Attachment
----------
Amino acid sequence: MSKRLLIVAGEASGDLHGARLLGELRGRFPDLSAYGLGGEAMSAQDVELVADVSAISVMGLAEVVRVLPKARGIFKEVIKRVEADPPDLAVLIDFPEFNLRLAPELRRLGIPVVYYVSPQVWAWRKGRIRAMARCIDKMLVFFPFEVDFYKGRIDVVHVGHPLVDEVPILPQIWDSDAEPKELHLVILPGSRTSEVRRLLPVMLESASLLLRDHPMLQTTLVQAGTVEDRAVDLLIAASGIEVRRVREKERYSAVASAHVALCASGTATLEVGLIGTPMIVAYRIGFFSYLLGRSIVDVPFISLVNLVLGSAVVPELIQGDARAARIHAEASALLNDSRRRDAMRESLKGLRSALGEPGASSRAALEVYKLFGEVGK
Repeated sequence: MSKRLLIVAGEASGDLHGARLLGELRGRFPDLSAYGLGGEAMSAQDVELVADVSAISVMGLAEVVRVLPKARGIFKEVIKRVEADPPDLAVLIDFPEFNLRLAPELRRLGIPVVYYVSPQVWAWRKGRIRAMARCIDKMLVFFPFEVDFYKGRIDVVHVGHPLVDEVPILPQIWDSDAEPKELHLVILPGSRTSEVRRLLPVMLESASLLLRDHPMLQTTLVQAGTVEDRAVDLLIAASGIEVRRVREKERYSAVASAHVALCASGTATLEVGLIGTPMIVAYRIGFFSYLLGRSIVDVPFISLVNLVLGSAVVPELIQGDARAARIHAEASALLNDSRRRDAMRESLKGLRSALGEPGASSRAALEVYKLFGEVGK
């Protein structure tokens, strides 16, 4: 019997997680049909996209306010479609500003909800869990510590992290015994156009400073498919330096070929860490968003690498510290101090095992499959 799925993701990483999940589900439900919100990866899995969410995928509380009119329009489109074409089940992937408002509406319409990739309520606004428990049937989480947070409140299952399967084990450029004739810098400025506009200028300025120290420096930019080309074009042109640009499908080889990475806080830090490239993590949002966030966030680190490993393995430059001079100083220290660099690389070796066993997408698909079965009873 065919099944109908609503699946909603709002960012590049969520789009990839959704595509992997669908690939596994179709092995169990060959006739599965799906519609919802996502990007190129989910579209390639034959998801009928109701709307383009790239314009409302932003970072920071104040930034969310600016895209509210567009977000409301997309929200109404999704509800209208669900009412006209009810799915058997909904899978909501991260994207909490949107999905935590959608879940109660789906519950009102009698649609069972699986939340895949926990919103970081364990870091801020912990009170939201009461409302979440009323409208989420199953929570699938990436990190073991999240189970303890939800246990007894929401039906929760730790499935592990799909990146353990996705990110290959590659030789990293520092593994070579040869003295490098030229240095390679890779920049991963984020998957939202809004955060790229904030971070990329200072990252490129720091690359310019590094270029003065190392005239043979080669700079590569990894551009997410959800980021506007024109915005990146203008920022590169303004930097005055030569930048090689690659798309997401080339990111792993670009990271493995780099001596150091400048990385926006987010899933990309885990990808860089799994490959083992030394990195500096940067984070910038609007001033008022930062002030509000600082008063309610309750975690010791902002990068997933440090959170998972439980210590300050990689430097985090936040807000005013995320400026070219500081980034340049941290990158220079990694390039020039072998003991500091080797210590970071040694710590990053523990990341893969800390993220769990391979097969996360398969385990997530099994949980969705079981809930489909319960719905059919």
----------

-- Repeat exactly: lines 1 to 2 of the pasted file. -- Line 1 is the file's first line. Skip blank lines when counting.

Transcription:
Amino acid sequence: MSKRLLIVAGEASGDLHGARLLGELRGRFPDLSAYGLGGEAMSAQDVELVADVSAISVMGLAEVVRVLPKARGIFKEVIKRVEADPPDLAVLIDFPEFNLRLAPELRRLGIPVVYYVSPQVWAWRKGRIRAMARCIDKMLVFFPFEVDFYKGRIDVVHVGHPLVDEVPILPQIWDSDAEPKELHLVILPGSRTSEVRRLLPVMLESASLLLRDHPMLQTTLVQAGTVEDRAVDLLIAASGIEVRRVREKERYSAVASAHVALCASGTATLEVGLIGTPMIVAYRIGFFSYLLGRSIVDVPFISLVNLVLGSAVVPELIQGDARAARIHAEASALLNDSRRRDAMRESLKGLRSALGEPGASSRAALEVYKLFGEVGK
Repeated sequence: MSKRLLIVAGEASGDLHGARLLGELRGRFPDLSAYGLGGEAMSAQDVELVADVSAISVMGLAEVVRVLPKARGIFKEVIKRVEADPPDLAVLIDFPEFNLRLAPELRRLGIPVVYYVSPQVWAWRKGRIRAMARCIDKMLVFFPFEVDFYKGRIDVVHVGHPLVDEVPILPQIWDSDAEPKELHLVILPGSRTSEVRRLLPVMLESASLLLRDHPMLQTTLVQAGTVEDRAVDLLIAASGIEVRRVREKERYSAVASAHVALCASGTATLEVGLIGTPMIVAYRIGFFSYLLGRSIVDVPFISLVNLVLGSAVVPELIQGDARAARIHAEASALLNDSRRRDAMRESLKGLRSALGEPGASSRAALEVYKLFGEVGK